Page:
Research reveals steaming hay can reduce respiratory problems by 63%

steaming hay

With the colder, wetter weather chances are your horse is spending more time indoors, which can lead to an increase in coughs and runny noses.

But did you know that horses with fungi in their airwaves are nearly four times more likely to be diagnosed with Inflammatory Airway Disease (IAD)? According to research this could be prevented by steaming your hay with Haygain

Reduce the risk

A study conducted in 2013 and 2014 by Dr Julie Dauvillier and Dr Emmanuelle van Erck-Westergren examined 482 horses, which had been referred for a regular health check, poor performance or respiratory issues. All horses were scoped and their case history and results recorded.

The study found that 72% of the horses had some type of fungi in their airways. They also discovered that this made them 3.8 times more susceptible to IAD.

Sources of fungi

The sources of these fungi were the bedding and forage. After analysing all the forage options (dry hay, soaked hay, haylage or Haygain steamed hay), steamed hay not only had the lowest risk, but was the ONLY method which significantly decreased the risk of finding fungi in the airways.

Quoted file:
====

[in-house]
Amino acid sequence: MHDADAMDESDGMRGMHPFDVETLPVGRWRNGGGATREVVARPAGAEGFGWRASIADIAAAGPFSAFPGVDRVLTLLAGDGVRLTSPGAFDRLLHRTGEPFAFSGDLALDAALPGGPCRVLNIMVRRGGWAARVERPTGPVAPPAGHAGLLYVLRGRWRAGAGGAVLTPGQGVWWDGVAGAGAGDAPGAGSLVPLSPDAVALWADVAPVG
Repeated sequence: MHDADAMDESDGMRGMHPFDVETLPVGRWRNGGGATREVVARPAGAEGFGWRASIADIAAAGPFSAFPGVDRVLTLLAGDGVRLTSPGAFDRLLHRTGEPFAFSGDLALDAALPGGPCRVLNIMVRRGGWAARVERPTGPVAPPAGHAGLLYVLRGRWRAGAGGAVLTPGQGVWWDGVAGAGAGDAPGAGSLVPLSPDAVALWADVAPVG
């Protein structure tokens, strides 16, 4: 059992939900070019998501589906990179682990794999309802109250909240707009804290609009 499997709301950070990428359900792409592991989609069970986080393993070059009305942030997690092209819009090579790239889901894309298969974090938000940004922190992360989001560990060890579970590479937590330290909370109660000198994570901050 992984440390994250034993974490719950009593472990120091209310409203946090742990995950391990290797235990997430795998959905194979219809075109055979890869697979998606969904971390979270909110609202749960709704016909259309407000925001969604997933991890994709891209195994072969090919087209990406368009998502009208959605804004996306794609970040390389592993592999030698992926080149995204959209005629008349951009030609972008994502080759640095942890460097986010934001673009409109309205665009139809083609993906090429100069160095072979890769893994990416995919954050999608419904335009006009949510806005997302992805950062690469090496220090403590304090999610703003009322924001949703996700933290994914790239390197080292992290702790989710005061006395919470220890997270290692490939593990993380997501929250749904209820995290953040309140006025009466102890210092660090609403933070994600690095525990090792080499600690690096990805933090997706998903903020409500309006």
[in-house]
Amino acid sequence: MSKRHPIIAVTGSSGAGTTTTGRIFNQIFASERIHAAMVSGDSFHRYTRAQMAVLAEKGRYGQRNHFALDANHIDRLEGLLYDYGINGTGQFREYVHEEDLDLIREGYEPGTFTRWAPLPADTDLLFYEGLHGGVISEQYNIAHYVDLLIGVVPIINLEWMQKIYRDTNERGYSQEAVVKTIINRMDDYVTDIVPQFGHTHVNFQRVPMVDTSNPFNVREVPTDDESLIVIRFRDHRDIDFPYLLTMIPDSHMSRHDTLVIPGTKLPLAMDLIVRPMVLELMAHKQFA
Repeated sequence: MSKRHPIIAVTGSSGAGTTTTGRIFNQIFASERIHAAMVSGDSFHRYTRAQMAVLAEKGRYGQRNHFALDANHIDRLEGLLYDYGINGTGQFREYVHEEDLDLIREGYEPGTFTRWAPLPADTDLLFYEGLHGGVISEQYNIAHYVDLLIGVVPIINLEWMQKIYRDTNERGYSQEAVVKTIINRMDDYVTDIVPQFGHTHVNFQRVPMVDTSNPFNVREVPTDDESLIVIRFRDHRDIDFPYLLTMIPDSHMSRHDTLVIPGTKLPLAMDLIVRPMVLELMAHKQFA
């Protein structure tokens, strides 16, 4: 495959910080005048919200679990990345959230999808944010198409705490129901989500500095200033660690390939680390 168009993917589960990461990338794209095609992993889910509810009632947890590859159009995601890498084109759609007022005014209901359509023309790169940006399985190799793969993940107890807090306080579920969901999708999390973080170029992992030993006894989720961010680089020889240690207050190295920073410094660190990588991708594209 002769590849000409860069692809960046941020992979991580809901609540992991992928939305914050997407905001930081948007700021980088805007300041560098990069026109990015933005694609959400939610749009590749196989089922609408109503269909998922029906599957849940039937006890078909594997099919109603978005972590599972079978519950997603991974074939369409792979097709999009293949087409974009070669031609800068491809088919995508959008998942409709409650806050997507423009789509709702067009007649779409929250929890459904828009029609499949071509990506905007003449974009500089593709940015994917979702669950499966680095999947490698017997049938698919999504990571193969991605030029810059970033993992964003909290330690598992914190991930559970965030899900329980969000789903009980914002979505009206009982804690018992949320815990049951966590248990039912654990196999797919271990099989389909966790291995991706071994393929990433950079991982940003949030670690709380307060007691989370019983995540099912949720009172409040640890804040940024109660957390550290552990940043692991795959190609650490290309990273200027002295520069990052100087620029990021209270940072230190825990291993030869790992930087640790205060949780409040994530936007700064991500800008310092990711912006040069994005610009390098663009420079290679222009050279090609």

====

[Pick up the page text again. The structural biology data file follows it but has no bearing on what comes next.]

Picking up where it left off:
The bar chart below shows how straw bedding and dry hay increase the risk of diagnosing fungi in the airways.

Aiding digestion

This research shows that feeding horses steamed hay alone could reduce the incidence of IAD by 63%. This was found to be true even if hay-steaming was the only environmental management change made in the horse’s care regime.

International showjumper Jessica Mendoza is a big proponent of steaming hay.

“We steam our hay using a high temperature steamer and also feed horses from ground level, which is the healthiest way and makes it last longer, aiding the horse’s digestion and helping to alleviate the boredom of standing in,” she says.

Evidence of inflammation

According to Dr. Van Erck-Westerge,n IAD is significantly more prevalent than is often assumed. This is partly due to the lack of obvious symptoms associated with IAD in many horses.

There are several other research papers that support this. Gerber et al (2003) looked at airway inflammation and mucus in two age groups of asymptomatic, well-performing sport horses and found that although clinically healthy, all of the horses which were stabled showed evidence of inflammation in their airways.

Allen et al (2006) found lower airway inflammation in 70% of National Hunt horses referred for poor performance, while Nolen-Walston found that 81% of the 98 cases they looked at retrospectively had evidence of airway inflammation.

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